The state transportation budget also provided us the opportunity to address how to ensure the infrastructure funding coming to Ohio as a part of the federal stimulus package could be spent on projects that would create jobs and stimulate economic activity. The Senate had previously passed Senate Bill 2, a stand-alone bill to allocate federal stimulus dollars to projects around the state. However, in working with the Ohio House, we agreed that to get those dollars into the economic stream as soon as possible, it made sense to do it in the already moving transportation budget. As part of the $774-million we allocated statewide, critical roadwork projects were funded locally to support the expansion of Nationwide Children's Hospital, our logistics hub at Rickenbacker Airport and improvements to local highways, roads and bridges.

While investing limited resources in areas that will boost our economy, we have also been working to reduce unnecessary government rules and regulations that drive up costs for businesses and make Ohio less competitive with other states. We passed Senate Bill 3, which would require regulatory agencies to review their regulations from an economic standpoint. That means eliminating unnecessary red tape and ensuring all fees and fines are in line with the actual cost of enforcement, instead of serving simply as a way to generate funds for the state on the backs of small businesses. These measures will help improve customer service and continue to make Ohio an attractive place for employers to locate and expand. Senate Bill 3 is currently pending in the Ohio House.

Finally, recognizing the importance of a ready work force to meet the demands of a changing economy, the Senate also is working to combat the "brain drain" and keep Ohio's best and brightest in state after they graduate. Though the availability of good jobs is the most important factor graduates consider in determining where to live, we recently passed Senate Bill 5 -- the Grants for Grads program -- in an effort to help recent college graduates by covering the cost of a down payment or closing costs on a home in Ohio. Grants for Grads would provide grants of up to $10,000, depending on the level of degree obtained, for up to 300 graduates who commit to living in Ohio for at least five years. It's a little extra incentive for them to settle in Ohio, which could also give a boost to our sagging housing industry in the process. Senate Bill 5 also is pending in the Ohio House.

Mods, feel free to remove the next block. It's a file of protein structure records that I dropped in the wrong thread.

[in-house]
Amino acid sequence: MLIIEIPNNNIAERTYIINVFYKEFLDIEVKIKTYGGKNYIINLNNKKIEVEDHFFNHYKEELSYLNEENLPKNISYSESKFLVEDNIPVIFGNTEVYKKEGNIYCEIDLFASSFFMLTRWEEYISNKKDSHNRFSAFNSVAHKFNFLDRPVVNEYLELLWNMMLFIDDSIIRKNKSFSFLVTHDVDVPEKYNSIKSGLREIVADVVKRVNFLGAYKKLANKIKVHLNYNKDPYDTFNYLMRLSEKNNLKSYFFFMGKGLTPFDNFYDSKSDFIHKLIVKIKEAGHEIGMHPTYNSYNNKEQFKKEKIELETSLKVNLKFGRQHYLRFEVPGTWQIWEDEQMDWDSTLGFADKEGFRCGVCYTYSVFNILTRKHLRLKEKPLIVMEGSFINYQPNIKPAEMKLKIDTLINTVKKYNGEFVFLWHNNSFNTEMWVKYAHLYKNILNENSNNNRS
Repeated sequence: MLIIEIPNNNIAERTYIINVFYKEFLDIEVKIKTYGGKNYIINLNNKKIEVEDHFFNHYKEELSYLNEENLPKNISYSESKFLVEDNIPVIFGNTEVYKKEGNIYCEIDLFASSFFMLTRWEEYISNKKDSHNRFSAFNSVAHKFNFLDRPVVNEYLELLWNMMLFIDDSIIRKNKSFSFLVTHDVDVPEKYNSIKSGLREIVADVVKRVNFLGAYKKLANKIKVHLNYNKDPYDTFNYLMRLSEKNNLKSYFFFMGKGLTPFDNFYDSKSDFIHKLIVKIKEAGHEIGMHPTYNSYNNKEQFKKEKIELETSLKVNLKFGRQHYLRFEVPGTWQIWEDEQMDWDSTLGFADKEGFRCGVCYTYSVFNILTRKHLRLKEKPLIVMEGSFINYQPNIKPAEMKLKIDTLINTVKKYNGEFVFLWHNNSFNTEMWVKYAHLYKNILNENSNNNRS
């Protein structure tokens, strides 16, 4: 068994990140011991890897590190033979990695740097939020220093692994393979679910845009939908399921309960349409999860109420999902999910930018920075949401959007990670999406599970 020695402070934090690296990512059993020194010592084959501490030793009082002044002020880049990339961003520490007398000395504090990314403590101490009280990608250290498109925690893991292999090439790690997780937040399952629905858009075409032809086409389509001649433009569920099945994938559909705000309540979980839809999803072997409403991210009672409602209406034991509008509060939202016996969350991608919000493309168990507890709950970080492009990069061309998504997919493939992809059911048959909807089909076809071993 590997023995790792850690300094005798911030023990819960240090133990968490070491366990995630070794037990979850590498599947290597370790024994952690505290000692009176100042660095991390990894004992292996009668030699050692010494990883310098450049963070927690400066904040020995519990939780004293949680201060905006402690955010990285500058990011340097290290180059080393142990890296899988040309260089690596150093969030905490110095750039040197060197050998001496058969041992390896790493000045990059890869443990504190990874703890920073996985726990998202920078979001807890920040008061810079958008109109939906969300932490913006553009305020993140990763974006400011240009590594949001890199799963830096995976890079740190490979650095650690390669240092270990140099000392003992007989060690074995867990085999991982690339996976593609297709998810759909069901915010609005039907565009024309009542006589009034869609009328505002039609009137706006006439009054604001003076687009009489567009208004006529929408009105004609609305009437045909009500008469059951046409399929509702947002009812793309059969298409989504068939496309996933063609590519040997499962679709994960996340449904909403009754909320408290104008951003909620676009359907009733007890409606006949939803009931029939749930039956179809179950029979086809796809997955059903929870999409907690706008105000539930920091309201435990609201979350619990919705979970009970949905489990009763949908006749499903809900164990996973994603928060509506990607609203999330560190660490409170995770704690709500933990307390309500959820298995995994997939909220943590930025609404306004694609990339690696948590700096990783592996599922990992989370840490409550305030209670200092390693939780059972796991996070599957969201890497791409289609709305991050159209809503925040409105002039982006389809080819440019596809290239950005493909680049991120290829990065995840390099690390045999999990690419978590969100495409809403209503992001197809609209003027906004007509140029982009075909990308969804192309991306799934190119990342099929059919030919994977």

Given the challenging economic times we are facing in Ohio, it is essential that we work together to invest our limited resources in the places that will provide the maximum benefit to our economy immediately. At the same time, we must continue our efforts to improve our overall business climate in ways that won't cost a lot of money, but will make a big difference in the long run.

As always, please do not hesitate to contact my office if you have questions or concerns about this or any matter we are currently discussing at the Statehouse. My office can be reached by phone at (614) 466-5981, by e-mail at SD16@senate.state.oh.us, or by writing Ohio Sen. Jim Hughes, Statehouse Room 38, Columbus, OH 43215.

Jim Hughes represents the 16th Ohio Senate district.

Jim

Hughes